It’s Beyond Time Black Women Were Paid What They’re Owed

Over centuries, Black women’s paid and unpaid labor built our economy—holding our country up to this day. And yet, Black women are still not being paid what they’ve, for far too long, been owed. 

July 27 is Black Women’s Equal Pay Daymarking how far into this year Black women must work to be paid what white, non-Hispanic men were paid last year alone.    

The wage gap costs Black women $1,891 per month, $22,692 per year, and $907,680 over a 40-year career.  

What’s behind these staggering losses? Racism and sexism—which our institutions inflict on Black women at every turn, and in every sector, of our economy. 

Today, the National Women’s Law Center released a fact sheet analyzing why this gender and racial wage gap persists. Here’s some of what we found: 

1. Black women experience a wage gap compared to white, non-Hispanic men at every education level, even when they have earned a professional or graduate degree. 

 Many of us have been force fed the ideal of the “American dream.” This idea that if we work hard enough—and get enough education—we will earn more money, and therefore, succeed.  

Well, that’s absolute bullshit.  

Structural barriers, including racism and sexism, cannot be beaten by “hard work” or “pulling yourself up by the bootstraps.” Just look at the data below: 

  • Black women working full time, year-round typically have to earn a master’s degree ($70,008) to make more than white, non-Hispanic men with just an associate’s degree ($61,719).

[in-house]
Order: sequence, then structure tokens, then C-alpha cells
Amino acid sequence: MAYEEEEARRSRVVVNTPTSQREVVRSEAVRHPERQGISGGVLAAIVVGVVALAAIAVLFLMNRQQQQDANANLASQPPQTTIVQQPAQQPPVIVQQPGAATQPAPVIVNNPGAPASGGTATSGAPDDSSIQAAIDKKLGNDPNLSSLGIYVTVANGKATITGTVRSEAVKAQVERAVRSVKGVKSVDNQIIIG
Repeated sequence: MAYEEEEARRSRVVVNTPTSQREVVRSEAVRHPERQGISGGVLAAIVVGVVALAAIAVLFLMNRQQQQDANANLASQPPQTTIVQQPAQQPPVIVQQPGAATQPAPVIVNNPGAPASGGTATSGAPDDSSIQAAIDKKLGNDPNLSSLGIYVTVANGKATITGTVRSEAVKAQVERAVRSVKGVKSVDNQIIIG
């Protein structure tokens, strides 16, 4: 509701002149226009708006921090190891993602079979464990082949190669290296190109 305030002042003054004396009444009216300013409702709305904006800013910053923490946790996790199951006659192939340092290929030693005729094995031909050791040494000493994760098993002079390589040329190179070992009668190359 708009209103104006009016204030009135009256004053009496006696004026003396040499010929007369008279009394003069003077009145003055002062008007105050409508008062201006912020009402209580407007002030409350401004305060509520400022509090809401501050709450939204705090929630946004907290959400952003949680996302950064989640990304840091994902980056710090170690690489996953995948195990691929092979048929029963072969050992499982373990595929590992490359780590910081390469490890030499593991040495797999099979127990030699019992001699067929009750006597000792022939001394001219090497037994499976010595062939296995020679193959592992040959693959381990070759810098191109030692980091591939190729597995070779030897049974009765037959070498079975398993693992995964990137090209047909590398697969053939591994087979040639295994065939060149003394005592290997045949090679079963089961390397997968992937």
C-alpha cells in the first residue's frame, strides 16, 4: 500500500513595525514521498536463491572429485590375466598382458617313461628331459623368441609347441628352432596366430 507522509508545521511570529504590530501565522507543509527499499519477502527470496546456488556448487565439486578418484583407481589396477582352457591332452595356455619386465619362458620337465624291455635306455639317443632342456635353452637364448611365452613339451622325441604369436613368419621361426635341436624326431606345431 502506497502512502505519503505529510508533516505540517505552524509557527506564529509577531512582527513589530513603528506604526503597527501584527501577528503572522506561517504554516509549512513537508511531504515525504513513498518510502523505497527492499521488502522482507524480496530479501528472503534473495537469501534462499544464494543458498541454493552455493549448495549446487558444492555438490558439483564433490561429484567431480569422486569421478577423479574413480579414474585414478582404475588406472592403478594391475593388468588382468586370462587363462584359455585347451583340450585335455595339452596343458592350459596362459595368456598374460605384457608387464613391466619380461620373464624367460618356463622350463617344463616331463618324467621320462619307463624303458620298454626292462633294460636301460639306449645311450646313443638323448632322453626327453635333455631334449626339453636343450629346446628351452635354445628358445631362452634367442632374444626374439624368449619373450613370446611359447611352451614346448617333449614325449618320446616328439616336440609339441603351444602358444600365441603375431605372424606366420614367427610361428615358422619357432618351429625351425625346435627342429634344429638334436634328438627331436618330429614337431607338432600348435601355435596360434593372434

• Among doctorate degree holders, a Black woman working full time, year-round typically makes 65 cents for every dollar a white, non-Hispanic man working full time, year-round with the same education makes—an annual loss of $53,334, or more than $2.1 million over the course of a 40-year career. 

2. Black women face a wage gap in each of the ten occupations where they are most likely to work, many of which are low-paid. 

In the United States, Black women face occupational segregation and are overrepresented in low-paid jobs. And in every common occupation, whether low-paid or not, Black women face racist and sexist wage gaps compared to their white, non-Hispanic male counterparts:   

  • Black women working full time, year-round as cashiers and retail salespeople (the second most common occupation for Black women) make just 55 cents for every dollar a white, non-Hispanic man working full time, year-round makes. 
  • For Black women, the highest paying occupations among the ten most common are (1) registered nurses, licensed practical and licensed vocational nurses and (2) elementary and middle school teachers and teaching assistants—but Black women working full time, year-round in these roles are paid about 20% less than their white, non-Hispanic male counterparts working full time, year-round in these roles.   

In “Still I Rise,” Maya Angelou writes:  

Out of the huts of history’s shame 

I rise 

Up from a past that’s rooted in pain 
I rise 

She rises despite the pain, violence, and discrimination our country has inflicted on Black women for centuries. But what if, today and every day, our country—including everyone from business owners to lawmakers—were part of the tide that pushed Black women forward?  

It’s beyond time to pay Black women what they’re owed. And it’s about time for our nation to invest in Black women and for Congress to pass bills like the Paycheck Fairness Act, the Raise the Wage Act, and the Schedules That Work Act, which would strengthen our equal pay laws and help Black women build greater economic security.